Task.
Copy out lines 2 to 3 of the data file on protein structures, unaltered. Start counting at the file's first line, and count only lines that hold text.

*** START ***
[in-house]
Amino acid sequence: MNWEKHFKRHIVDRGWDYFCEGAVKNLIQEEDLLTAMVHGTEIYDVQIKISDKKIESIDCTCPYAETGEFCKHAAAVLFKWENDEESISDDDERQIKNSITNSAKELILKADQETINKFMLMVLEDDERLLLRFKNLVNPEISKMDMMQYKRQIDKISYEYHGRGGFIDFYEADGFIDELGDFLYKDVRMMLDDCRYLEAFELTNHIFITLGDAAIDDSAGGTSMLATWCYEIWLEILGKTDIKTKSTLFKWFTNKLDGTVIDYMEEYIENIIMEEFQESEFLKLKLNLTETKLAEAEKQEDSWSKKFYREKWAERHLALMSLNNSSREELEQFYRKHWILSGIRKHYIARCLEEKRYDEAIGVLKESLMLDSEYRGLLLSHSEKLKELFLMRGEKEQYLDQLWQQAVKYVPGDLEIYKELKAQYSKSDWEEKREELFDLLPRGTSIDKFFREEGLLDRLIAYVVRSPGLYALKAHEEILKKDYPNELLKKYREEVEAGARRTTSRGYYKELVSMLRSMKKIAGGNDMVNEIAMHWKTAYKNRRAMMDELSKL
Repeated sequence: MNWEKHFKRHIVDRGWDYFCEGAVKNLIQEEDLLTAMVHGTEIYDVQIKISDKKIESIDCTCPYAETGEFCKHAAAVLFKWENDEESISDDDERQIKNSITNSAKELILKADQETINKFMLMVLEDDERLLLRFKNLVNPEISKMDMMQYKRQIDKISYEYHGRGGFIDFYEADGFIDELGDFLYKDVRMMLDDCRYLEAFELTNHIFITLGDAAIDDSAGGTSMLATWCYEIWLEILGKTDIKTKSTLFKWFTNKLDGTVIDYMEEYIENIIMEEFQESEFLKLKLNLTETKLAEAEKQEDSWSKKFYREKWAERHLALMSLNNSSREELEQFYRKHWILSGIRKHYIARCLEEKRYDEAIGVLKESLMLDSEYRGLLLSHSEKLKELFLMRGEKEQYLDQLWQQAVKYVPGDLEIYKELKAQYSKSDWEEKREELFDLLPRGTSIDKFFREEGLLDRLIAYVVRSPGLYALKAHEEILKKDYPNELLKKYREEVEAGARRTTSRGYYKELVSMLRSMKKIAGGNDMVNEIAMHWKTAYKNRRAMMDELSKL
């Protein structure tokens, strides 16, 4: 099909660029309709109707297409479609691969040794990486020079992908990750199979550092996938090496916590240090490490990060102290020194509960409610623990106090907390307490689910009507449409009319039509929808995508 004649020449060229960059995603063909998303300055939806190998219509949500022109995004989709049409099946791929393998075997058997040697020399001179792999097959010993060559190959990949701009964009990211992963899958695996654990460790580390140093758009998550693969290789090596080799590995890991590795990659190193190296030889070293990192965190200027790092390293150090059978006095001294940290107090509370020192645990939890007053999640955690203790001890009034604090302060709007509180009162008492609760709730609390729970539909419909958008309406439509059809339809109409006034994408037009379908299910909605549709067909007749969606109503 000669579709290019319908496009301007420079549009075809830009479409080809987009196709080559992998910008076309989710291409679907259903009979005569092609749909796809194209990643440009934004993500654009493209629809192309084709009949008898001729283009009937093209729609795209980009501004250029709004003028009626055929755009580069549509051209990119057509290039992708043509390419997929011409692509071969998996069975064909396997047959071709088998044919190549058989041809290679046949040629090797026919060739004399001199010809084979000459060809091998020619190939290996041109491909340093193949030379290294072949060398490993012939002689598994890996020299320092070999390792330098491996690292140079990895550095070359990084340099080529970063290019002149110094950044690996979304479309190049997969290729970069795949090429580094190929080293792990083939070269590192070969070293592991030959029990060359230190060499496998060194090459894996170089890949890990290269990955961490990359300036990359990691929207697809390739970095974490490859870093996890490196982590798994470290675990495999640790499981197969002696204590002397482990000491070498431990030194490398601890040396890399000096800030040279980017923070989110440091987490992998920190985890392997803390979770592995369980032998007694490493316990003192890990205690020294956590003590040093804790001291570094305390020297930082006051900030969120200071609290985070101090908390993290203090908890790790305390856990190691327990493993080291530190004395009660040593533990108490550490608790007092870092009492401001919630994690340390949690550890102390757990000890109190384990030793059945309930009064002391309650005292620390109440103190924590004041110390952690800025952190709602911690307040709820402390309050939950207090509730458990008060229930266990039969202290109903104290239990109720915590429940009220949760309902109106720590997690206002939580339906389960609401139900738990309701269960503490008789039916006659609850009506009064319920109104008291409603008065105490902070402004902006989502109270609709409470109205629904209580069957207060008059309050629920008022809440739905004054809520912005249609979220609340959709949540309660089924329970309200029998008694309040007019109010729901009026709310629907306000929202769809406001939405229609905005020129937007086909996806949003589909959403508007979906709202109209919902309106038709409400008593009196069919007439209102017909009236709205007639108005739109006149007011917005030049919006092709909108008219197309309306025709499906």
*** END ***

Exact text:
Amino acid sequence: MNWEKHFKRHIVDRGWDYFCEGAVKNLIQEEDLLTAMVHGTEIYDVQIKISDKKIESIDCTCPYAETGEFCKHAAAVLFKWENDEESISDDDERQIKNSITNSAKELILKADQETINKFMLMVLEDDERLLLRFKNLVNPEISKMDMMQYKRQIDKISYEYHGRGGFIDFYEADGFIDELGDFLYKDVRMMLDDCRYLEAFELTNHIFITLGDAAIDDSAGGTSMLATWCYEIWLEILGKTDIKTKSTLFKWFTNKLDGTVIDYMEEYIENIIMEEFQESEFLKLKLNLTETKLAEAEKQEDSWSKKFYREKWAERHLALMSLNNSSREELEQFYRKHWILSGIRKHYIARCLEEKRYDEAIGVLKESLMLDSEYRGLLLSHSEKLKELFLMRGEKEQYLDQLWQQAVKYVPGDLEIYKELKAQYSKSDWEEKREELFDLLPRGTSIDKFFREEGLLDRLIAYVVRSPGLYALKAHEEILKKDYPNELLKKYREEVEAGARRTTSRGYYKELVSMLRSMKKIAGGNDMVNEIAMHWKTAYKNRRAMMDELSKL
Repeated sequence: MNWEKHFKRHIVDRGWDYFCEGAVKNLIQEEDLLTAMVHGTEIYDVQIKISDKKIESIDCTCPYAETGEFCKHAAAVLFKWENDEESISDDDERQIKNSITNSAKELILKADQETINKFMLMVLEDDERLLLRFKNLVNPEISKMDMMQYKRQIDKISYEYHGRGGFIDFYEADGFIDELGDFLYKDVRMMLDDCRYLEAFELTNHIFITLGDAAIDDSAGGTSMLATWCYEIWLEILGKTDIKTKSTLFKWFTNKLDGTVIDYMEEYIENIIMEEFQESEFLKLKLNLTETKLAEAEKQEDSWSKKFYREKWAERHLALMSLNNSSREELEQFYRKHWILSGIRKHYIARCLEEKRYDEAIGVLKESLMLDSEYRGLLLSHSEKLKELFLMRGEKEQYLDQLWQQAVKYVPGDLEIYKELKAQYSKSDWEEKREELFDLLPRGTSIDKFFREEGLLDRLIAYVVRSPGLYALKAHEEILKKDYPNELLKKYREEVEAGARRTTSRGYYKELVSMLRSMKKIAGGNDMVNEIAMHWKTAYKNRRAMMDELSKL